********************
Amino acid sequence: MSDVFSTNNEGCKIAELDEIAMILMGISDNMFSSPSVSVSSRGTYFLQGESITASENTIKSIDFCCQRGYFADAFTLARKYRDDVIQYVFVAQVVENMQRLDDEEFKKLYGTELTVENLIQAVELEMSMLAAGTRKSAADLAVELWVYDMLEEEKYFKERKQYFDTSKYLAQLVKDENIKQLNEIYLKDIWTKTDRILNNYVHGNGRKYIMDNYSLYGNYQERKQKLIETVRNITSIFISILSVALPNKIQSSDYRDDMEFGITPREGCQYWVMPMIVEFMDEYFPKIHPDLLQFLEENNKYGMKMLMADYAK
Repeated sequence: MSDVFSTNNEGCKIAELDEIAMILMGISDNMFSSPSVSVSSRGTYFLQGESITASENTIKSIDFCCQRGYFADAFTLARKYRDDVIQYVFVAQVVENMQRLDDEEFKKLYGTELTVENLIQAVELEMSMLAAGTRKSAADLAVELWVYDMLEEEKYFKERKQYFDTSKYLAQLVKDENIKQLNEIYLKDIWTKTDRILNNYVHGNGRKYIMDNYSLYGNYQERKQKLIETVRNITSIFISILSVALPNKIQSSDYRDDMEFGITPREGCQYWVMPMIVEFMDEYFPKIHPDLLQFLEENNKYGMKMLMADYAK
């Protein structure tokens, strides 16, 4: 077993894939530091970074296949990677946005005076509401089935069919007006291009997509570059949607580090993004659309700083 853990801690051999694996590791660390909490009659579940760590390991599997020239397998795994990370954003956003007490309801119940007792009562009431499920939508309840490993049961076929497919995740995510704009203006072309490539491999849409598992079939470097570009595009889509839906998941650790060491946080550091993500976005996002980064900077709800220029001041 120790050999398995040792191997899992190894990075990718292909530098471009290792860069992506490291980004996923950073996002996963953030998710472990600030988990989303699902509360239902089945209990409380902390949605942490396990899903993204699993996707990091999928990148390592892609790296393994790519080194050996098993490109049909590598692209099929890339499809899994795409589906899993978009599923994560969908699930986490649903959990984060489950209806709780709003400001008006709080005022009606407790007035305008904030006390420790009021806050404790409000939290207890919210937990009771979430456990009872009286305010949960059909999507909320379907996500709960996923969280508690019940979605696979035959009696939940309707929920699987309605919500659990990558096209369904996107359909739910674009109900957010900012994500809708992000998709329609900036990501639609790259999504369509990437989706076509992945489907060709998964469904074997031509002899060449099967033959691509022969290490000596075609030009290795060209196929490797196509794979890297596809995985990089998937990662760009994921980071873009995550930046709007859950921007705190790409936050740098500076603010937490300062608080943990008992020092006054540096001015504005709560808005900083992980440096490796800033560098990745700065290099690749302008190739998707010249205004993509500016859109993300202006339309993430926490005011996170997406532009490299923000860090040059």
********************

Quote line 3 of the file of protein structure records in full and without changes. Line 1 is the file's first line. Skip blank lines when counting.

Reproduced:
């Protein structure tokens, strides 16, 4: 077993894939530091970074296949990677946005005076509401089935069919007006291009997509570059949607580090993004659309700083 853990801690051999694996590791660390909490009659579940760590390991599997020239397998795994990370954003956003007490309801119940007792009562009431499920939508309840490993049961076929497919995740995510704009203006072309490539491999849409598992079939470097570009595009889509839906998941650790060491946080550091993500976005996002980064900077709800220029001041 120790050999398995040792191997899992190894990075990718292909530098471009290792860069992506490291980004996923950073996002996963953030998710472990600030988990989303699902509360239902089945209990409380902390949605942490396990899903993204699993996707990091999928990148390592892609790296393994790519080194050996098993490109049909590598692209099929890339499809899994795409589906899993978009599923994560969908699930986490649903959990984060489950209806709780709003400001008006709080005022009606407790007035305008904030006390420790009021806050404790409000939290207890919210937990009771979430456990009872009286305010949960059909999507909320379907996500709960996923969280508690019940979605696979035959009696939940309707929920699987309605919500659990990558096209369904996107359909739910674009109900957010900012994500809708992000998709329609900036990501639609790259999504369509990437989706076509992945489907060709998964469904074997031509002899060449099967033959691509022969290490000596075609030009290795060209196929490797196509794979890297596809995985990089998937990662760009994921980071873009995550930046709007859950921007705190790409936050740098500076603010937490300062608080943990008992020092006054540096001015504005709560808005900083992980440096490796800033560098990745700065290099690749302008190739998707010249205004993509500016859109993300202006339309993430926490005011996170997406532009490299923000860090040059």